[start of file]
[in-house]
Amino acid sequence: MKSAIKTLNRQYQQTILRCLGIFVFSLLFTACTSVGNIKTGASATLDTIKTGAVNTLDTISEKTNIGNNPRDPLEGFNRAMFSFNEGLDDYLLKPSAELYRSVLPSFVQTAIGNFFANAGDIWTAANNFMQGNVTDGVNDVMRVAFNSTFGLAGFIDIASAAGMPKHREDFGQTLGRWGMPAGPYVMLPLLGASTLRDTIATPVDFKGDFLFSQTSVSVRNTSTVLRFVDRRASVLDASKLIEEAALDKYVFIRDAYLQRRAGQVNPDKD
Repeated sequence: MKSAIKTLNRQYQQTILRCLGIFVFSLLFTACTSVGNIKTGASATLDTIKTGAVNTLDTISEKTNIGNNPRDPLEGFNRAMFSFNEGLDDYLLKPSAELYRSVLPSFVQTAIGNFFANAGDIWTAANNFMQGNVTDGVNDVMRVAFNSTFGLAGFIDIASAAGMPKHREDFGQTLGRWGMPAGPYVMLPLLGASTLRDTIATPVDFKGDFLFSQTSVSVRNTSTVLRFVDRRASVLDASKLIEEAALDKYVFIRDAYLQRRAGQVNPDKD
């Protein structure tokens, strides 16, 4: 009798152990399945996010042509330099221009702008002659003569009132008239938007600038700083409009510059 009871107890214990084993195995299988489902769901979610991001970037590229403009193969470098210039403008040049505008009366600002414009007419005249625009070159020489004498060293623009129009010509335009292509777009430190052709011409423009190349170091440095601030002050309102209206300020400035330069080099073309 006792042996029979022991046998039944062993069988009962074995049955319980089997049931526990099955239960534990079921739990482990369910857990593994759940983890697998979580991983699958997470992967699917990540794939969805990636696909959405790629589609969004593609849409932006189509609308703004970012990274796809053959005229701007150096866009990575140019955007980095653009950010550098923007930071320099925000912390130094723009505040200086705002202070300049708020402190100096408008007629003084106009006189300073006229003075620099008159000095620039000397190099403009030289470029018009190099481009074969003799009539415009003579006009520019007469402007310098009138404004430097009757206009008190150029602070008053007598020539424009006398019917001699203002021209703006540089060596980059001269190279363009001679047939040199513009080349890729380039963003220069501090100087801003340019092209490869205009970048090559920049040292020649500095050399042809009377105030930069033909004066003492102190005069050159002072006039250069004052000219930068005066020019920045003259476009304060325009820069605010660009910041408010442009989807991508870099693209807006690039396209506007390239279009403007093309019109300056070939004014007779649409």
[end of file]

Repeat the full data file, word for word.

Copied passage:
[in-house]
Amino acid sequence: MKSAIKTLNRQYQQTILRCLGIFVFSLLFTACTSVGNIKTGASATLDTIKTGAVNTLDTISEKTNIGNNPRDPLEGFNRAMFSFNEGLDDYLLKPSAELYRSVLPSFVQTAIGNFFANAGDIWTAANNFMQGNVTDGVNDVMRVAFNSTFGLAGFIDIASAAGMPKHREDFGQTLGRWGMPAGPYVMLPLLGASTLRDTIATPVDFKGDFLFSQTSVSVRNTSTVLRFVDRRASVLDASKLIEEAALDKYVFIRDAYLQRRAGQVNPDKD
Repeated sequence: MKSAIKTLNRQYQQTILRCLGIFVFSLLFTACTSVGNIKTGASATLDTIKTGAVNTLDTISEKTNIGNNPRDPLEGFNRAMFSFNEGLDDYLLKPSAELYRSVLPSFVQTAIGNFFANAGDIWTAANNFMQGNVTDGVNDVMRVAFNSTFGLAGFIDIASAAGMPKHREDFGQTLGRWGMPAGPYVMLPLLGASTLRDTIATPVDFKGDFLFSQTSVSVRNTSTVLRFVDRRASVLDASKLIEEAALDKYVFIRDAYLQRRAGQVNPDKD
């Protein structure tokens, strides 16, 4: 009798152990399945996010042509330099221009702008002659003569009132008239938007600038700083409009510059 009871107890214990084993195995299988489902769901979610991001970037590229403009193969470098210039403008040049505008009366600002414009007419005249625009070159020489004498060293623009129009010509335009292509777009430190052709011409423009190349170091440095601030002050309102209206300020400035330069080099073309 006792042996029979022991046998039944062993069988009962074995049955319980089997049931526990099955239960534990079921739990482990369910857990593994759940983890697998979580991983699958997470992967699917990540794939969805990636696909959405790629589609969004593609849409932006189509609308703004970012990274796809053959005229701007150096866009990575140019955007980095653009950010550098923007930071320099925000912390130094723009505040200086705002202070300049708020402190100096408008007629003084106009006189300073006229003075620099008159000095620039000397190099403009030289470029018009190099481009074969003799009539415009003579006009520019007469402007310098009138404004430097009757206009008190150029602070008053007598020539424009006398019917001699203002021209703006540089060596980059001269190279363009001679047939040199513009080349890729380039963003220069501090100087801003340019092209490869205009970048090559920049040292020649500095050399042809009377105030930069033909004066003492102190005069050159002072006039250069004052000219930068005066020019920045003259476009304060325009820069605010660009910041408010442009989807991508870099693209807006690039396209506007390239279009403007093309019109300056070939004014007779649409």